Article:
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MALTATODAY 26 March 2023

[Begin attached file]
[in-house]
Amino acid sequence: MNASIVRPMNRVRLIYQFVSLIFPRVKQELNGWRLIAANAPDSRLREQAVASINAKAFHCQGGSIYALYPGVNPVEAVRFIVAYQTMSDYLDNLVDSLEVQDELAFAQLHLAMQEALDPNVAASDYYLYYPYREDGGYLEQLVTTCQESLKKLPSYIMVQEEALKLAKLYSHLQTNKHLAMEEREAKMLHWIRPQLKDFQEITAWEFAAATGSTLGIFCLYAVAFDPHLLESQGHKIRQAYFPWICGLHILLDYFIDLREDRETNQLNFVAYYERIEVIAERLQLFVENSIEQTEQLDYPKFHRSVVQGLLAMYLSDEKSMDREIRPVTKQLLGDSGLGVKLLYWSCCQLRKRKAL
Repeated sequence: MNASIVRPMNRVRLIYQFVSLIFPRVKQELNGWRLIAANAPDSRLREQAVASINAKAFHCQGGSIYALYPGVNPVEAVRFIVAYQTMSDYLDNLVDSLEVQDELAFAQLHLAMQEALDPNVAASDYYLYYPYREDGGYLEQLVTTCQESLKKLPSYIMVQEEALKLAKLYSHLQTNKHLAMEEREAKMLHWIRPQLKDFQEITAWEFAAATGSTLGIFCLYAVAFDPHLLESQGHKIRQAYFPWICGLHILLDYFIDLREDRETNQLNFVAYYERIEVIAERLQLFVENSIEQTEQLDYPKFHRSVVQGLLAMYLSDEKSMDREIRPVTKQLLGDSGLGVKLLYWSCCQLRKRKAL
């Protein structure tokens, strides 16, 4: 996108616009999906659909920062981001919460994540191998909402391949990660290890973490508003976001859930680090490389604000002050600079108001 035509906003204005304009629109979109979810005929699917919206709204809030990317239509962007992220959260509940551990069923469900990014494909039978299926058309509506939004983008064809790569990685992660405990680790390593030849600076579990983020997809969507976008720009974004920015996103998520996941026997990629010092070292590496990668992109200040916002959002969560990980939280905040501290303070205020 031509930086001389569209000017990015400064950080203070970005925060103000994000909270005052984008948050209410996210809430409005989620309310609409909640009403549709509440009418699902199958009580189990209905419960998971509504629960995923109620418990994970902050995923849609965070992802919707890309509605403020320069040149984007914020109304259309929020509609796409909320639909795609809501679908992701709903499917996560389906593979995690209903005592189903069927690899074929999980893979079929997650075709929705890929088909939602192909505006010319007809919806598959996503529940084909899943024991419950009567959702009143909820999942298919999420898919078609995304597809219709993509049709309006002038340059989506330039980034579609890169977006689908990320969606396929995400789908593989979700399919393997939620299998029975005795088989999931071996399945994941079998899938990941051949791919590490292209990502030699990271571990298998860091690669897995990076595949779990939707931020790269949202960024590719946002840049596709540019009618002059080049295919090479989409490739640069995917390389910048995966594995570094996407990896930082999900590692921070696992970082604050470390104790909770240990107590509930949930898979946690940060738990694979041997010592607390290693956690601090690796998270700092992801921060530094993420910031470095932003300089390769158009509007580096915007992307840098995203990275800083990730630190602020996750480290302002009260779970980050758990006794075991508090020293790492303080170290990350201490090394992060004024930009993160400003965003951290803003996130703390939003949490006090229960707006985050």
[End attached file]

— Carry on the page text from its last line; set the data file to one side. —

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TRUTH IS OF NO COLOUR WWW.MALTATODAY.COM.MT SUNDAY • 26 MARCH 2023 • ISSUE 1221 • PUBLISHED EVERY WEDNESDAY AND SUNDAY maltatoday PAGE 4 Second edition of the Faculty for Social Wellbeing's Unity ALSO Architecture & Design magazine If you have not done so already, remember to turn your clock one hour forward Spring time Out with MaltaToday Malta takes on Italy tonight in a qualifier at Ta' Qali PAGE 17 Euro 2024 KURT SANSONE ROBERT Abela has weighed in on the controversy con- cerning the proposed luxury development on Comino, in- sisting it should not be big- ger than the existing hotel footprint. The Prime Minister said good sense should prevail and has urged the develop- ers to take note of the pub- lic outcry. "Good sense tells you that the sensitivity of the loca- tion dictates that the foot- print of the project should not be bigger," Abela said in a wide-ranging interview with MaltaToday. "This is the message I sent to the Planning Authority and the message I want to send the developers from here." This is the first time Abe- la has pronounced himself of the Comino develop- ment, which is being pro- posed by HV Hospitality, a subsidiary of Hili Ventures. NICOLE MEILAK EMMA Attard, 24, was raped by a Mount Carmel Hospital carer last year but police investigations are still ongoing. She recounts with MaltaToday the ordeal she went through: "I was so scared. He had already pushed a lot of boundaries, so I was scared that he can do what- ever he wants. I just froze." Emma says it is a myth that women report rape for fun. "They don't understand the guts it takes to say something like this." To this day, her assailant re- mains a free man. FULL STORY ON PAGES 6 & 7 Slow justice for girl raped by Mount Carmel carer Comino developers should stick to existing footprint - Prime Minister Robert Abela interviewed: Talks seek compromise on Gzira fuel station controversy • Admits abortion amendment should have been put to consultation • Only saw Steward €100m side agreement after it was signed Prime Minister Robert Abela James Debono MaltaToday DESPITE increased awareness on global warming and emis- sions, younger people and stu- dents seem to be more attached to their cars than older people, a survey on the effect of traffic on wellbeing undertaken by pollster Vincent Marmara and commis- sioned by the Faculty for Social Wellbeing at the University of Malta, suggests. This may show that for young people the car remains a pow- e r f u l s y m b o l of inde- pendence a n d s e l f - a c - t u a l i s - ation, despite its negative social and ecological impact, and a prevailing perception echoed in other questions in the survey that traffic is having a negative impact on well-being and men- tal health. One of the questions asked to respondents in this survey was whether they agreed with the statement: "I would pre- fer to not use my car if public transport was more reliable". The question is particularly in- teresting as it measures public willingness for a nodal shift if public transport becomes more reliable. The most likely to agree with the statement were respond- ents aged over 70, while the least likely to agree were re- spondents aged between 18 to 29. While among the former the average level of agreement was 5 out of a maximum 7, among the latter the average level of agreement was 3.7. In the survey, 1 represented the least level of agreement while 7 represented full agreement. Unity PRINTED WITH MALTATODAY 26 MARCH 2023 EDITION 2 A SPECIAL EDITION FROM THE FACULTY FOR SOCIAL WELLBEING UNIVERSITY OF MALTA PAGES 20-21 Survey suggests that a third of respondents would still use their car less even if public transport is more reliable YOUNG LEAST LIKELY to DITCH CAR FOR PUBLIC TRANSPORT Inside... Matt Paris: My life with psychosis... "I have four negative hallucinations which I experience on a day-to-day basis. At times they are all around, especially on bad days, three persons and a talking dog" INTERVIEW PAGES 14-15 For & Against Euthanasia OUR EXPERTS DEBATE PAGES 4-5 €1.95

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